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Stocks in Asia mostly slipped on Monday as investors awaited the resumption of U.S.-China negotiations this week amid low expectations for a major breakthrough.
Shares in mainland China were mixed on the day, the Shanghai composite slipped 0.12% to 2,941.01, while the Shenzhen component and Shenzhen composite were fractionally higher at 9,354.28 and 1,574.95 respectively.
Hong Kong's Hang Seng index dropped 1.16%, as of its final hour of trading, as tensions remain high in the city following another clash between protestors and the police over the weekend. Shares of life insurer AIA declined 2.02%.
"Hong Kong I think, in a business sense, is suffering from this sort of situation," Richard Harris, chief executive at Port Shelter Investment Management, told CNBC's "Squawk Box" on Monday.
"That's likely to help Singapore and it's probably likely to help the banks especially because it's so easy to move money, cash money, from one jurisdiction to another," Harris said.
Over in South Korea, the Kospi dropped 1.78% to finish its trading day at 2,029.48 — lower than its final close of 2018 — as shares of chipmaker SK Hynix plunged 3.51%.
Shares of conglomerate Softbank Group soared 3.88% after the company's Founder and Chief Executive Masayoshi Son told the Nikkei in an interview that he expects initial public offerings of portfolio companies in its Vision Fund "almost every month" by around next year.
Son also said Monday that Softbank will invest $2 billion in Southeast Asian ride hailing giant Grab, according to a Reuters report.
Australia's S&P/ASX 200, on the other hand, rose 0.48% to close at 6,825.80.
Overall, the MSCI Asia ex-Japan index was 0.54% lower.
Meanwhile, Singapore's DBS Group on Monday, ahead of the market open, posted a 17% increase in second-quarter profit, which came in at $1.6 billion ($1.2 billion) versus $1.37 billion a year earlier, beating estimates. The stock was 0.82% lower in afternoon trade.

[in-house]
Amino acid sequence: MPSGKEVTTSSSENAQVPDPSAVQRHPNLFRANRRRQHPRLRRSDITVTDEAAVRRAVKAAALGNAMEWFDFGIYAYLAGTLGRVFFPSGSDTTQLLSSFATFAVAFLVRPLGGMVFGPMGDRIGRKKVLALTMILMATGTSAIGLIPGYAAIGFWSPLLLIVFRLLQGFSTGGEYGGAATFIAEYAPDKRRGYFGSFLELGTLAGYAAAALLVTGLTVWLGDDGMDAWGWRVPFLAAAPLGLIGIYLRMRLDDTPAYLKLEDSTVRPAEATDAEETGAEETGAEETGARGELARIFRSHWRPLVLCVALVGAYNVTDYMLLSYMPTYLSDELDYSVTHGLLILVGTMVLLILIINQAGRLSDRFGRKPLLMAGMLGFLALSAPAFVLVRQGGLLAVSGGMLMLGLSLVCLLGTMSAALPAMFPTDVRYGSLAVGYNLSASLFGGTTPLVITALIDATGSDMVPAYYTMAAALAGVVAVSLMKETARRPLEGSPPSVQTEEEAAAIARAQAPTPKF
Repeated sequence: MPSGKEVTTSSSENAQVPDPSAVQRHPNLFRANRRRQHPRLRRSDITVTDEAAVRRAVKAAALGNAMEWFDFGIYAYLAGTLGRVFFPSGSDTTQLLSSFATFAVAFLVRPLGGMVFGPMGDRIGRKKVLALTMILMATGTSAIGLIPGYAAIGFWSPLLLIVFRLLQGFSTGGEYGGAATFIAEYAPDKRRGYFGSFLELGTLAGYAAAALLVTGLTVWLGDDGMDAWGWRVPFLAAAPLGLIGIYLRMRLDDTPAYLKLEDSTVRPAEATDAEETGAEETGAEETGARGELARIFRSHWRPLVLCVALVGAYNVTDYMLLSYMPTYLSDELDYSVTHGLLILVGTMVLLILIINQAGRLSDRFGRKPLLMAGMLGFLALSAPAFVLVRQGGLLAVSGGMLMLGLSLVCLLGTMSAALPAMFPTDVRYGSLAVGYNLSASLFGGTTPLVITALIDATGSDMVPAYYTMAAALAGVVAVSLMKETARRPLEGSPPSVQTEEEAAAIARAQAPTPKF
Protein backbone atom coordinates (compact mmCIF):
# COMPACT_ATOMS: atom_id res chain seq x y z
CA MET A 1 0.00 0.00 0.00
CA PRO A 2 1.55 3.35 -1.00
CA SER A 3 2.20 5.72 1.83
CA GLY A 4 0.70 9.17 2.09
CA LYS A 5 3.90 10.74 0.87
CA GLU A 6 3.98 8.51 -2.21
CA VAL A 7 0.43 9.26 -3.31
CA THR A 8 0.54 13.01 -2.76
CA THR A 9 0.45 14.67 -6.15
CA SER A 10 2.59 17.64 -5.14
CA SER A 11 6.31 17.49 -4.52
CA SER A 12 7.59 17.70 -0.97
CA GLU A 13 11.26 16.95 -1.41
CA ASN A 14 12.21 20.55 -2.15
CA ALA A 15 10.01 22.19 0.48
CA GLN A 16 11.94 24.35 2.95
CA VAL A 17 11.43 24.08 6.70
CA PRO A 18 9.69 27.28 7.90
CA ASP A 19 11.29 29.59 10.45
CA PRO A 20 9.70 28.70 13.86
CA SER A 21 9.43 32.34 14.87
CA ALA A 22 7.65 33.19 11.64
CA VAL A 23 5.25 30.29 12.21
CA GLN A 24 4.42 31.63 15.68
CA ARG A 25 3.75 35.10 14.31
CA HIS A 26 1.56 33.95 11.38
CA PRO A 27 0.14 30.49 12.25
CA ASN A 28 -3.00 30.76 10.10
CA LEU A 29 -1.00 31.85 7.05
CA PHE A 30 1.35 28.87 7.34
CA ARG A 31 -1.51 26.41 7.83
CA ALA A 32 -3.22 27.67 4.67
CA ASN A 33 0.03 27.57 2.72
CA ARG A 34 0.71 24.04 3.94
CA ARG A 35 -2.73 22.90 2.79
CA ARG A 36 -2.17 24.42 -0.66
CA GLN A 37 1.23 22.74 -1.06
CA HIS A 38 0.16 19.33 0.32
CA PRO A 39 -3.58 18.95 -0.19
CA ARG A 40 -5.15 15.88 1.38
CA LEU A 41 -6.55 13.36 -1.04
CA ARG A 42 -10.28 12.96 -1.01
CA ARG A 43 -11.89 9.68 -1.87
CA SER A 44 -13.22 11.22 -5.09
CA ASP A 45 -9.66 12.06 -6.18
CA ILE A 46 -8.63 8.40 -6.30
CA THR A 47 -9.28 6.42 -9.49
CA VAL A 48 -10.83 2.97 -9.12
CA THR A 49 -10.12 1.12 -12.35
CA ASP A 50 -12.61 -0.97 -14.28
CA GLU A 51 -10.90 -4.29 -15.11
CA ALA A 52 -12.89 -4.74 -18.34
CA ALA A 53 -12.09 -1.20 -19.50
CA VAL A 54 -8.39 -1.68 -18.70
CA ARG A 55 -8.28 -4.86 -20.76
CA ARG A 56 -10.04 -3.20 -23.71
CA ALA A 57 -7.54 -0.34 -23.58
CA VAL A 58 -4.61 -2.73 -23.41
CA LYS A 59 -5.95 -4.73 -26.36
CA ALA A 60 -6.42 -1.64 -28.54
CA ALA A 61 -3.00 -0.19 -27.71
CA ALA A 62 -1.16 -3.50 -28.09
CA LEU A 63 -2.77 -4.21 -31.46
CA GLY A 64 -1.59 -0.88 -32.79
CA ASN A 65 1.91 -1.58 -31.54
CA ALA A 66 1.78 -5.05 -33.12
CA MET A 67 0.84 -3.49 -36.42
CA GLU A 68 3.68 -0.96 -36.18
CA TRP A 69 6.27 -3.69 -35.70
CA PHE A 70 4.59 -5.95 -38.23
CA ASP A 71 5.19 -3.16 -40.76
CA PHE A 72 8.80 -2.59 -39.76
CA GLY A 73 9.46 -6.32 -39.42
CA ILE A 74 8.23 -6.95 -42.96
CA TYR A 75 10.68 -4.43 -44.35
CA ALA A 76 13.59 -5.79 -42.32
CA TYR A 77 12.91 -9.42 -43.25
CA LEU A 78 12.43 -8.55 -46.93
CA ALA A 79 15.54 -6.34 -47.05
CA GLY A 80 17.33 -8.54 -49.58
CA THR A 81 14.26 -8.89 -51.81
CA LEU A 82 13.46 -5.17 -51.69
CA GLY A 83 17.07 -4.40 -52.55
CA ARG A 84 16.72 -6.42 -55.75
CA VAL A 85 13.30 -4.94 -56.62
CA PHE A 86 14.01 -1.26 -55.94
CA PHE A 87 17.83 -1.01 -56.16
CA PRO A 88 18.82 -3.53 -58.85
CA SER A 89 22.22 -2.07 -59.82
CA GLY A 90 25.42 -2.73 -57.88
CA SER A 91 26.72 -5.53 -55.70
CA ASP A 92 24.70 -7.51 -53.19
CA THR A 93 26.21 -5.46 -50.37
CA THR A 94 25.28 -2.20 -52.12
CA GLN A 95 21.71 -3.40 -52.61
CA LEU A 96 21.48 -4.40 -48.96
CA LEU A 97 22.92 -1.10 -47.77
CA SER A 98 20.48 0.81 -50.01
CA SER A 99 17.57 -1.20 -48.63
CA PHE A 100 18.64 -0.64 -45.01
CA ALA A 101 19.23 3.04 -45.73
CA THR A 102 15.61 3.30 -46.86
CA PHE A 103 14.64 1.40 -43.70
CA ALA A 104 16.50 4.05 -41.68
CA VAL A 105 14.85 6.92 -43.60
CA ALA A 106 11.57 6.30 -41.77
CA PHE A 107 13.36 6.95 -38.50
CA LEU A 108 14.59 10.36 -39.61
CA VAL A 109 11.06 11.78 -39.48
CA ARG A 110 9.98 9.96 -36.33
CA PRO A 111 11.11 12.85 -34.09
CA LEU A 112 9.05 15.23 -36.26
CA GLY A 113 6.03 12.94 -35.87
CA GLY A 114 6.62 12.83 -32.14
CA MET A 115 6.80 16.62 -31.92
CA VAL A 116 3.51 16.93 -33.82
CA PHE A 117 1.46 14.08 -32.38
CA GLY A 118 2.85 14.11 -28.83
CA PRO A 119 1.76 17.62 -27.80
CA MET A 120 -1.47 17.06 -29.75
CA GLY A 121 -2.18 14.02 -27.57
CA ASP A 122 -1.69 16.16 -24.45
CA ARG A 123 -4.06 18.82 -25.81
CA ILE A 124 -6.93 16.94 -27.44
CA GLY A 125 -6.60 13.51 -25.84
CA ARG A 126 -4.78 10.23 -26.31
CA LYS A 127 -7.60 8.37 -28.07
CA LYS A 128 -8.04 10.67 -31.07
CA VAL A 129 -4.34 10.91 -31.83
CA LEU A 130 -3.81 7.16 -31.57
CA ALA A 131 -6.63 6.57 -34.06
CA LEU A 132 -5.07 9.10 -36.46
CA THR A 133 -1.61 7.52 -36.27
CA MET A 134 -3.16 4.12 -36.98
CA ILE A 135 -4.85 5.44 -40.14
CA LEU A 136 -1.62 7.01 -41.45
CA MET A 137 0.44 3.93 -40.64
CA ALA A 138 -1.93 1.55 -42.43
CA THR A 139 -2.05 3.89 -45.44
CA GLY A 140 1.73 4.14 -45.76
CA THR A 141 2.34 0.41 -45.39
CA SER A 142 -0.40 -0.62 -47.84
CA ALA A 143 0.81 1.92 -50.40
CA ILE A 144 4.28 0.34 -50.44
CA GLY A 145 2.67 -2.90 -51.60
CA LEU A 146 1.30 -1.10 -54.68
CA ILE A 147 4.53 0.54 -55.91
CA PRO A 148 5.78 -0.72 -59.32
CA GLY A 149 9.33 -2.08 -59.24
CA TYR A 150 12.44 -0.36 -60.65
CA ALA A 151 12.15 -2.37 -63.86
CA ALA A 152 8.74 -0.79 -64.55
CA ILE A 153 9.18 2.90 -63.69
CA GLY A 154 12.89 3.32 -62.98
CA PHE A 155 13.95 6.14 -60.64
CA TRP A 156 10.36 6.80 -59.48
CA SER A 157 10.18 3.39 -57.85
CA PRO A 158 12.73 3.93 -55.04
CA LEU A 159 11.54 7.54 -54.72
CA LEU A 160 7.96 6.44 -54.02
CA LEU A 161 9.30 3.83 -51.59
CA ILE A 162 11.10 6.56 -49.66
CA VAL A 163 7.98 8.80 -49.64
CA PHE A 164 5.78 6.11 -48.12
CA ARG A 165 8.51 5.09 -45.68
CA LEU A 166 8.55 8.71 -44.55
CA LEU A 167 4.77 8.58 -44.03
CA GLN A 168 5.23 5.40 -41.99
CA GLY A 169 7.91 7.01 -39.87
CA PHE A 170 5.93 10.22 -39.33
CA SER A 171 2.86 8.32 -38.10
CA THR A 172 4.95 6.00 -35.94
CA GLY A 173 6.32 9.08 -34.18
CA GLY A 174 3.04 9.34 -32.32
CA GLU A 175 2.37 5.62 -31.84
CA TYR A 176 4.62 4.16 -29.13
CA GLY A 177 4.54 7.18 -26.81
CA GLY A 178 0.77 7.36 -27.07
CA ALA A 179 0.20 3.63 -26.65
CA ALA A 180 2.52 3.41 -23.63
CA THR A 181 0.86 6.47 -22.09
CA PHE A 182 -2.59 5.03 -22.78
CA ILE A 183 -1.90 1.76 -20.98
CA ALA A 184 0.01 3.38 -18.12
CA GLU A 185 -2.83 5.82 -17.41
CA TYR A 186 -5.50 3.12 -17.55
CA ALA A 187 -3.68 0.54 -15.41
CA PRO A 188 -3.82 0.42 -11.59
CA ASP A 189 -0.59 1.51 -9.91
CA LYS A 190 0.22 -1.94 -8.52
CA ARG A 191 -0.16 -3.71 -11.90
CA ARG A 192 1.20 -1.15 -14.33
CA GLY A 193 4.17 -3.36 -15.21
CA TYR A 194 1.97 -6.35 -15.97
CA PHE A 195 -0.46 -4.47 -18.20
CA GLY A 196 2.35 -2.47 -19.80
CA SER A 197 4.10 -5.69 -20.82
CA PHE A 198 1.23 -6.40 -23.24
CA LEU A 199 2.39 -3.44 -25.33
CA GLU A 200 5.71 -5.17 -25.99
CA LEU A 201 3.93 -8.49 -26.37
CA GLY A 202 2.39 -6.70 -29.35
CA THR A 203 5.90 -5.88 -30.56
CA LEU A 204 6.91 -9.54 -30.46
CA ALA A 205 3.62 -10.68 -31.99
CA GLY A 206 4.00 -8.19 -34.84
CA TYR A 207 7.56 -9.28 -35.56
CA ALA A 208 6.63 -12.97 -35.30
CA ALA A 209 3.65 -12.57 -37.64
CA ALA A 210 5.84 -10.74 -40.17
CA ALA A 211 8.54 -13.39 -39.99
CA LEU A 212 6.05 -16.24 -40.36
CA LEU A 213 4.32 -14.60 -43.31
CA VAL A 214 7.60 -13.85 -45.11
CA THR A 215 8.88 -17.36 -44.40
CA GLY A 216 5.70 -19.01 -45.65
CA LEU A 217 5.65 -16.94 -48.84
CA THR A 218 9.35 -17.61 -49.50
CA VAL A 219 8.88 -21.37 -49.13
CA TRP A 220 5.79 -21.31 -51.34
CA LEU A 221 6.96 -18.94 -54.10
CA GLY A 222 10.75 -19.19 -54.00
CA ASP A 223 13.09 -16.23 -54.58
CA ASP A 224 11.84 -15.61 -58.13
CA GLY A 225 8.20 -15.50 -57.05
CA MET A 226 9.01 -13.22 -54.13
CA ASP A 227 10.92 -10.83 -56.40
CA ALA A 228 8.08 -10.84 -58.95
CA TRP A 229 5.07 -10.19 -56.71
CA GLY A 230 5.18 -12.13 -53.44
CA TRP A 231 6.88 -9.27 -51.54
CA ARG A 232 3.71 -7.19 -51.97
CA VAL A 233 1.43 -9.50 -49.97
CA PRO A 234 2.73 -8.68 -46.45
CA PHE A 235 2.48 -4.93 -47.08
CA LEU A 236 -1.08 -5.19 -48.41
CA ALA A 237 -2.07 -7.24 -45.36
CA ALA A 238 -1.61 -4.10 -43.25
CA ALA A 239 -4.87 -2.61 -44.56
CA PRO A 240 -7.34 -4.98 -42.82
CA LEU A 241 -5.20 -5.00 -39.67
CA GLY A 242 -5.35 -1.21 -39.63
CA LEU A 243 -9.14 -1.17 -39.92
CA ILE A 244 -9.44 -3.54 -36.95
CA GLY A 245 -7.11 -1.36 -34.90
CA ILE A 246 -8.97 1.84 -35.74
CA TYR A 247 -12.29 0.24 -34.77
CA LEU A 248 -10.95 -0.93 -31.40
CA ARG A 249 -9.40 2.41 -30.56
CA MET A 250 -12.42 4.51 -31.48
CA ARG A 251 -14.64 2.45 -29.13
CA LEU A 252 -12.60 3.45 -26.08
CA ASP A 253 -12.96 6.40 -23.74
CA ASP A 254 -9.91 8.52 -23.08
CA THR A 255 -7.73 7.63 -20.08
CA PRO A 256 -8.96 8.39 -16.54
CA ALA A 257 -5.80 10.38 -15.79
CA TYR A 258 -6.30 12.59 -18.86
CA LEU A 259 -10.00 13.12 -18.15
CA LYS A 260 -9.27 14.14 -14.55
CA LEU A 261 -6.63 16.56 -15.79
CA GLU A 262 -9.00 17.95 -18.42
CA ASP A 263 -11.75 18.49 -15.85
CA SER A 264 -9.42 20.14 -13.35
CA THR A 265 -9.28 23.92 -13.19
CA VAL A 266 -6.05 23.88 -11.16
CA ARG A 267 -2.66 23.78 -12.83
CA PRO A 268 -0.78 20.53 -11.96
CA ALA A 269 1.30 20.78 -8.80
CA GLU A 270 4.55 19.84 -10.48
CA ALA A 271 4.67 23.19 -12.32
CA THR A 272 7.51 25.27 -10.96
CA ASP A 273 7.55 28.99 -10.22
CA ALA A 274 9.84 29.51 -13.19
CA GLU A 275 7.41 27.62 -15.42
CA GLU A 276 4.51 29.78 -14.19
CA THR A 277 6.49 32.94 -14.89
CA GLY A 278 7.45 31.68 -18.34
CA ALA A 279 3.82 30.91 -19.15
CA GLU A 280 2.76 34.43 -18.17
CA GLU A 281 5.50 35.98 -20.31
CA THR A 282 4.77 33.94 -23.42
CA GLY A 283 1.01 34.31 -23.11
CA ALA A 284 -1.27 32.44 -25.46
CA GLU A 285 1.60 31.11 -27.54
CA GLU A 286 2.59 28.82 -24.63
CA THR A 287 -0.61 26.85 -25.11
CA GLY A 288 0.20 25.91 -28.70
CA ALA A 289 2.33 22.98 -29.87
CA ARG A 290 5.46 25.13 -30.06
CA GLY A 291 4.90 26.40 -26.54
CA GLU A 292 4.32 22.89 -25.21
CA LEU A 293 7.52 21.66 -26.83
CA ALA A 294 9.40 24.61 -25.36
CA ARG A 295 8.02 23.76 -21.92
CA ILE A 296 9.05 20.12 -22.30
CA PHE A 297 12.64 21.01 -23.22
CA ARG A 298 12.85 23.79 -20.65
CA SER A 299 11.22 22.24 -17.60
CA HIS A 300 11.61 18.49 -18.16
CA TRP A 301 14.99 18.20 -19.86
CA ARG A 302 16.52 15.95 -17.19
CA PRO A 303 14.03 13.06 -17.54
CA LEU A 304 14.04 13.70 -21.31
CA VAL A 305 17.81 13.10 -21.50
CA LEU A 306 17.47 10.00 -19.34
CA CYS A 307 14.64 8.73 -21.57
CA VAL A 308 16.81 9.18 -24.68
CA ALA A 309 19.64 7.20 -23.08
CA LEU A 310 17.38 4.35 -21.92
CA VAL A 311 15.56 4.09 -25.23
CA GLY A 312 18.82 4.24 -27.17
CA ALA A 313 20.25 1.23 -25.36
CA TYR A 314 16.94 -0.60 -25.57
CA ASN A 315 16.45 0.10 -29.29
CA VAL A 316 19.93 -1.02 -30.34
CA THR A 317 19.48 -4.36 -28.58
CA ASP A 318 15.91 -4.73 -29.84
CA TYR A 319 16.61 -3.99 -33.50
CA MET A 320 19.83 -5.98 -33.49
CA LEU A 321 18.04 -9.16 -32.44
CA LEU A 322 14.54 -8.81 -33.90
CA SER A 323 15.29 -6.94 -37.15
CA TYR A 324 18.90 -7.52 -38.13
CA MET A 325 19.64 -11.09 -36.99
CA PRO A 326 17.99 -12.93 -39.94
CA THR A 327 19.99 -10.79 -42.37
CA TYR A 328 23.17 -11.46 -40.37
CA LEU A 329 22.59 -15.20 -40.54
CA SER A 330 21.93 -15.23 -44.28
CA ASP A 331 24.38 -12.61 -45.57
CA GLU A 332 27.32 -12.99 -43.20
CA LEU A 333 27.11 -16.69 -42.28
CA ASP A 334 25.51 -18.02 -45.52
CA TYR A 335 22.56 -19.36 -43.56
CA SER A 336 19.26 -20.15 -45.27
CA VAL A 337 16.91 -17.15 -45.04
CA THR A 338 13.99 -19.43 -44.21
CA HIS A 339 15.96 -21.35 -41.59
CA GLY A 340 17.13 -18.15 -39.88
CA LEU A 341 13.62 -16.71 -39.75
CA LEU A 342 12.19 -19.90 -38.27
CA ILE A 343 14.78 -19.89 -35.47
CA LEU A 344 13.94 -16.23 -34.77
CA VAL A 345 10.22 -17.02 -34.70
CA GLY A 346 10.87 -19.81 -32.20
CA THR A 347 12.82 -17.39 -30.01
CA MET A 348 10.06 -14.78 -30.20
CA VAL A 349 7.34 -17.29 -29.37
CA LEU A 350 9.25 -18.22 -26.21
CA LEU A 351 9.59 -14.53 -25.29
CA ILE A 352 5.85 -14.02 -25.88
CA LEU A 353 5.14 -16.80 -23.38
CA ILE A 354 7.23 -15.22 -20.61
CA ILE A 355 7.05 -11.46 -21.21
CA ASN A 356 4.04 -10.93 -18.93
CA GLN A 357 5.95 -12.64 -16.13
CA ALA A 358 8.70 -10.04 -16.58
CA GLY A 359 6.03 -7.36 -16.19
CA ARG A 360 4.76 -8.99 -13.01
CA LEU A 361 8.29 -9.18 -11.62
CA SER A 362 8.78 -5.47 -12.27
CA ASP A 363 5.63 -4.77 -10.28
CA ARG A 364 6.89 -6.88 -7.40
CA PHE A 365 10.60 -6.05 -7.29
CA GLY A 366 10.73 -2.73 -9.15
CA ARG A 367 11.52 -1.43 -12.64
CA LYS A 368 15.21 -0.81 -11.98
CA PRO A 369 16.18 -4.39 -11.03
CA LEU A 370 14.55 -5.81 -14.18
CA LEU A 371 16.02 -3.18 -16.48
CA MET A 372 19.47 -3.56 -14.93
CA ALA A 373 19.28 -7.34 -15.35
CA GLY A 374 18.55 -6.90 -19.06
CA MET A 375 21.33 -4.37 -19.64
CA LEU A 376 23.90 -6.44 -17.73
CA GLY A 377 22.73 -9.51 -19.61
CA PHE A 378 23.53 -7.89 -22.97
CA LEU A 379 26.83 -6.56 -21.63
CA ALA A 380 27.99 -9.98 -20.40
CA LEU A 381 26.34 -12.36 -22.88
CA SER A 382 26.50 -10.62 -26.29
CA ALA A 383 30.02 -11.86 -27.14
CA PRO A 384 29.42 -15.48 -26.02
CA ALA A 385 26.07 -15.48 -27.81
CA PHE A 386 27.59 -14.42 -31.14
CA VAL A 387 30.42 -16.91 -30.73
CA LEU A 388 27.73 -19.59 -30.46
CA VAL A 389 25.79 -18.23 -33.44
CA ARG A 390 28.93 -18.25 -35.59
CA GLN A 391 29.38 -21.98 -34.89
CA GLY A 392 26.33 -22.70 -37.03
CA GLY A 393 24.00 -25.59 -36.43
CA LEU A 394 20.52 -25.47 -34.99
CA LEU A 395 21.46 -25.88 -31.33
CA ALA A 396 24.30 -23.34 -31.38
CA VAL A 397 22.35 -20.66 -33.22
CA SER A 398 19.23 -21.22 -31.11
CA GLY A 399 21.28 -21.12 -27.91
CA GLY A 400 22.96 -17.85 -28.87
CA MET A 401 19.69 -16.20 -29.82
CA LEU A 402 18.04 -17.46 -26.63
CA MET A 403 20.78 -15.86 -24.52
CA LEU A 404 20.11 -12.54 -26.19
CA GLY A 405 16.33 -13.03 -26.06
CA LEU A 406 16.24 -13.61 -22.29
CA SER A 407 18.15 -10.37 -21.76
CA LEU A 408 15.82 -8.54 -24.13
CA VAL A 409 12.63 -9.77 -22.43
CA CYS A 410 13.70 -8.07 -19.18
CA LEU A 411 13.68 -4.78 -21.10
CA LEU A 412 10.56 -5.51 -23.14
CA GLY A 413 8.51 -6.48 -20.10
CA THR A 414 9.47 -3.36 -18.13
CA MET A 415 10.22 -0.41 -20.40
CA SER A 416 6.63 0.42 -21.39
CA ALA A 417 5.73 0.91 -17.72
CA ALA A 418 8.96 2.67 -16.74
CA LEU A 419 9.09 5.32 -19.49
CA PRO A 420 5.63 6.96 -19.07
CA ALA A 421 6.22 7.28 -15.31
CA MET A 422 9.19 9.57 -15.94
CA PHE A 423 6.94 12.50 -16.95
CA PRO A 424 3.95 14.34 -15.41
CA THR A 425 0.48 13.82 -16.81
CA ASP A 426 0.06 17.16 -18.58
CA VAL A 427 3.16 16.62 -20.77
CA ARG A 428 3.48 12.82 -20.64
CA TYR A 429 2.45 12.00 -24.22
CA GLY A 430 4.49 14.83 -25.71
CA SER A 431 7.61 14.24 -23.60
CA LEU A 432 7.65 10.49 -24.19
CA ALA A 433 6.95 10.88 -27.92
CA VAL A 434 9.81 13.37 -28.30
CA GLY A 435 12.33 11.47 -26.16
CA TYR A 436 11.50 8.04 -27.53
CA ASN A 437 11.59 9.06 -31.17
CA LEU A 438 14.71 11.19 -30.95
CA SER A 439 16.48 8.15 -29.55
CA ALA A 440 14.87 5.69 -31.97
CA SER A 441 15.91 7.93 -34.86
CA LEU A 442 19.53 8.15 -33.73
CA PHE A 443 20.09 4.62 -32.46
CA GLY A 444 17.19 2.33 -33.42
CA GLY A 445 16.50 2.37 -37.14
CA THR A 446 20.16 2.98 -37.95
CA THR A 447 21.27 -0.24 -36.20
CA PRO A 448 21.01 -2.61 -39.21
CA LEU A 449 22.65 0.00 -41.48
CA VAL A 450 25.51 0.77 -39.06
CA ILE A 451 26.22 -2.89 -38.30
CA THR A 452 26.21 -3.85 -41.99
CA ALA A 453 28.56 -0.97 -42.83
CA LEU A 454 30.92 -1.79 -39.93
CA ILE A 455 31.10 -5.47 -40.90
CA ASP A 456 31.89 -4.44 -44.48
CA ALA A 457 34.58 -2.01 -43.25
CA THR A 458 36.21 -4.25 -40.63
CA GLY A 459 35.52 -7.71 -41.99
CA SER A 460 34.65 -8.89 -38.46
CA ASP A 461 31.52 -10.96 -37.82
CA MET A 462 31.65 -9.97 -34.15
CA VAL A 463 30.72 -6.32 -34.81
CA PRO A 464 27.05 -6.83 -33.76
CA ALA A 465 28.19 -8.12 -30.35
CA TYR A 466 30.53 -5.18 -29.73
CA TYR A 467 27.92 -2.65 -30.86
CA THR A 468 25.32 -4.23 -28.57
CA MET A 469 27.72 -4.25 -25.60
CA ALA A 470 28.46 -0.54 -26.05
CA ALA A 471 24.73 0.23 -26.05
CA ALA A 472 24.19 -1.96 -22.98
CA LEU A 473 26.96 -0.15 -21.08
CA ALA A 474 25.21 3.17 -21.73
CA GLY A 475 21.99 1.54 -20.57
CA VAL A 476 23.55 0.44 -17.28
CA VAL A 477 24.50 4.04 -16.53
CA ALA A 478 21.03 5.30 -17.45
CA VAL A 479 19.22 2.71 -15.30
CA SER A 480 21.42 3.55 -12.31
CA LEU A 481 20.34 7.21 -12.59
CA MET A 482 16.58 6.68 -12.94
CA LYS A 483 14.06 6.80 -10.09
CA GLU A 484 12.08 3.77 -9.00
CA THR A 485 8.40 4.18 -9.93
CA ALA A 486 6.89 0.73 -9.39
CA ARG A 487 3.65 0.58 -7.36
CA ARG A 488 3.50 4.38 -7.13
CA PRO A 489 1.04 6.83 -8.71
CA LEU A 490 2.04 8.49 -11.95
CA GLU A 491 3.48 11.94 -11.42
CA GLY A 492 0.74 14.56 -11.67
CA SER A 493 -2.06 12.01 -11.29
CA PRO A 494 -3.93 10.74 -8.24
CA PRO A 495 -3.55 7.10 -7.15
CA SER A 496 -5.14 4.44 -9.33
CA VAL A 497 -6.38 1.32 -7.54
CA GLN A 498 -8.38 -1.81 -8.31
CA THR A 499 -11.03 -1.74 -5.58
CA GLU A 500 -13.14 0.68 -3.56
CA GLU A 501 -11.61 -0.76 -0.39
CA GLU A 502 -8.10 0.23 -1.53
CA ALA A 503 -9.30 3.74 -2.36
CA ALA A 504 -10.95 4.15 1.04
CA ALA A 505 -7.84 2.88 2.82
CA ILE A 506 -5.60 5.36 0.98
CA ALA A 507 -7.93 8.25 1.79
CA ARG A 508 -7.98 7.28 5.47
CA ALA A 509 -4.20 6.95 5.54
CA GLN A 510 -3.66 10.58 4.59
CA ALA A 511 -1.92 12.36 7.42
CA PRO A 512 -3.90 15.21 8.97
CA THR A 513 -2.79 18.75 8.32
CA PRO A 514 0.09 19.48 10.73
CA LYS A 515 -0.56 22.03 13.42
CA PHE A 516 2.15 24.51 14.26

U.S.-China trade talks are also set to resume this week, with a trade delegation from Washington scheduled to fly to China on Monday. Expectations for a major breakthrough are low, however, with National Economic Council Director Larry Kudlow telling CNBC last Friday that he "wouldn't expect any grand deal."
Last Friday, strong earnings and better-than-expected GDP data pushed the S&P 500 and Nasdaq Composite to record highs. The S&P 500 gained 0.7% to close at 3,025.86, while the Nasdaq Composite rose 1.1% to finish its trading day at 8,330.21. The Dow Jones Industrial Average also closed 51.47 points higher at 27,192.45.
More than 40% of S&P 500 companies have reported quarterly earnings for the second quarter. Of those companies, 76.4% have posted a stronger-than-forecast profit, according to FactSet. The U.S. economy also expanded more than expected in the second quarter, growing 2.1% as compared to expectations of a 1.8% rise by economists surveyed in CNBC/Moody's Analytics Rapid Update.
Meanwhile, Chinese industrial profits fell in June, according the the country's National Bureau of Statistics on Saturday. Industrial profits fell 3.1% in June from a year earlier, following a 1.1% gain in May.
"The slowdown in profits lines up with the soft producer prices seen earlier in the month and also suggests margins are being impacted by the US-China trade war," Tapas Strickland, an economist at National Australia Bank, wrote in a morning note.
The U.S. dollar index, which tracks the greenback against a basket of its peers, was at 98.053 after rising from levels below 97.2 last week.
The Japanese yen traded at 108.62 against the dollar after weakening from levels below 108 in the previous trading week, while the Australian dollar changed hands at $0.6908 after slipping from levels above $0.702 last week.
Oil prices declined in the afternoon of Asian trading hours, as international benchmark Brent crude futures slipped 0.6% to $63.08 per barrel and U.S. crude futures declined 0.39% to $55.98 per barrel.
— Reuters and CNBC's Fred Imbert contributed to this report.